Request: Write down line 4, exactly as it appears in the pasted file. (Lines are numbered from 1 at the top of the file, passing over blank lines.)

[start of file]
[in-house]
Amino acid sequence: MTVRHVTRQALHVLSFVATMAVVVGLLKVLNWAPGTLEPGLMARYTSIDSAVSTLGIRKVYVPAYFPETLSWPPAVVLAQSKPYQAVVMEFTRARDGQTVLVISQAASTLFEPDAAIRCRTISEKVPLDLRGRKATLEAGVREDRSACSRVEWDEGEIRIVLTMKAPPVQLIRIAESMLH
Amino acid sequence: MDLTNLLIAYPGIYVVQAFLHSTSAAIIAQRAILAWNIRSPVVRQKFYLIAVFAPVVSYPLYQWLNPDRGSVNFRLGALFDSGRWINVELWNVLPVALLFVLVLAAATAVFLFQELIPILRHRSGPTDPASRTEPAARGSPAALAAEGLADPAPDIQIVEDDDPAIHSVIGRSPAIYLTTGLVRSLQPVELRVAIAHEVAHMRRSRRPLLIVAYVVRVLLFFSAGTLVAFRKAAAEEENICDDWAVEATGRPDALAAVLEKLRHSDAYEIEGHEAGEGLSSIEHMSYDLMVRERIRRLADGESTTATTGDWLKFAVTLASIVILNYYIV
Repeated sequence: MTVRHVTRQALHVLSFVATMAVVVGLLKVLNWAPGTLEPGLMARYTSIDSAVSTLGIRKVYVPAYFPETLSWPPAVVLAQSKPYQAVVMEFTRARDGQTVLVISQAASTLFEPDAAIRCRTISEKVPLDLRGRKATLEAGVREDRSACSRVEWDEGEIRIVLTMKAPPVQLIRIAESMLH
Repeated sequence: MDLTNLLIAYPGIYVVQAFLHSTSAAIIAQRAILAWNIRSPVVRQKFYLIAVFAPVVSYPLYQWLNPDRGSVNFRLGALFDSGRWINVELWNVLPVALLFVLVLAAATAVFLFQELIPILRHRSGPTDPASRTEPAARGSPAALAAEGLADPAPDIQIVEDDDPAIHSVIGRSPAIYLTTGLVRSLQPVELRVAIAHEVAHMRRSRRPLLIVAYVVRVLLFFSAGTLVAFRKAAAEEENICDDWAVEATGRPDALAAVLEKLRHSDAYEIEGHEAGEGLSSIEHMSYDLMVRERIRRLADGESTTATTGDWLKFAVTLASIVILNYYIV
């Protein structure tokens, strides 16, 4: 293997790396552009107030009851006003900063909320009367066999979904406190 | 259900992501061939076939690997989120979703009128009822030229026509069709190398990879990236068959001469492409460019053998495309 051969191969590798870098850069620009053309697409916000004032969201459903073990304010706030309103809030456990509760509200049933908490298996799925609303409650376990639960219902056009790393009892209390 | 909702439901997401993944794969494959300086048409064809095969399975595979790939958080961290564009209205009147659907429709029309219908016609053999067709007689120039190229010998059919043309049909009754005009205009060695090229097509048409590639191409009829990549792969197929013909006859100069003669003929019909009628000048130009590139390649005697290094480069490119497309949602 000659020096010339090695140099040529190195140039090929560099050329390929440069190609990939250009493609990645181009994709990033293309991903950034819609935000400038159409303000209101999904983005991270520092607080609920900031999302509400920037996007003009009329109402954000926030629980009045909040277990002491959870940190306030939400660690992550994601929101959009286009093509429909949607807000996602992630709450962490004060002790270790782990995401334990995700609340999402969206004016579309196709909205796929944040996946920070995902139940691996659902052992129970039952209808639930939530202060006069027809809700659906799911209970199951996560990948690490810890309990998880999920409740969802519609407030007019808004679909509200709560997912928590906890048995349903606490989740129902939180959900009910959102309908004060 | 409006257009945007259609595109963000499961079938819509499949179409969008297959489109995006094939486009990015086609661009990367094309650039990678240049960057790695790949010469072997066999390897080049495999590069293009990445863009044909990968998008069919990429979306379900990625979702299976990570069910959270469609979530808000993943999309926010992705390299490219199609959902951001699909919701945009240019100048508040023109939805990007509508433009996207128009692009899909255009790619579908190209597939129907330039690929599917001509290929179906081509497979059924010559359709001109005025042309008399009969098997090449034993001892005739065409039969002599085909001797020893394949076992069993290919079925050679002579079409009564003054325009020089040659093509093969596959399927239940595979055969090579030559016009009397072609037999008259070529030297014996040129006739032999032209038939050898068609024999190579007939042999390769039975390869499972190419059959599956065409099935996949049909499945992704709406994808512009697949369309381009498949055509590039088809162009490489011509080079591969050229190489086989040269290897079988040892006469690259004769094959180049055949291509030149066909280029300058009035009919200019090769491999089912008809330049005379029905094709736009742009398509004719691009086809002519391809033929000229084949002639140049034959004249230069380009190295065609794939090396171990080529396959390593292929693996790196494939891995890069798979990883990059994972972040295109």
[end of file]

Repeated sequence: MTVRHVTRQALHVLSFVATMAVVVGLLKVLNWAPGTLEPGLMARYTSIDSAVSTLGIRKVYVPAYFPETLSWPPAVVLAQSKPYQAVVMEFTRARDGQTVLVISQAASTLFEPDAAIRCRTISEKVPLDLRGRKATLEAGVREDRSACSRVEWDEGEIRIVLTMKAPPVQLIRIAESMLH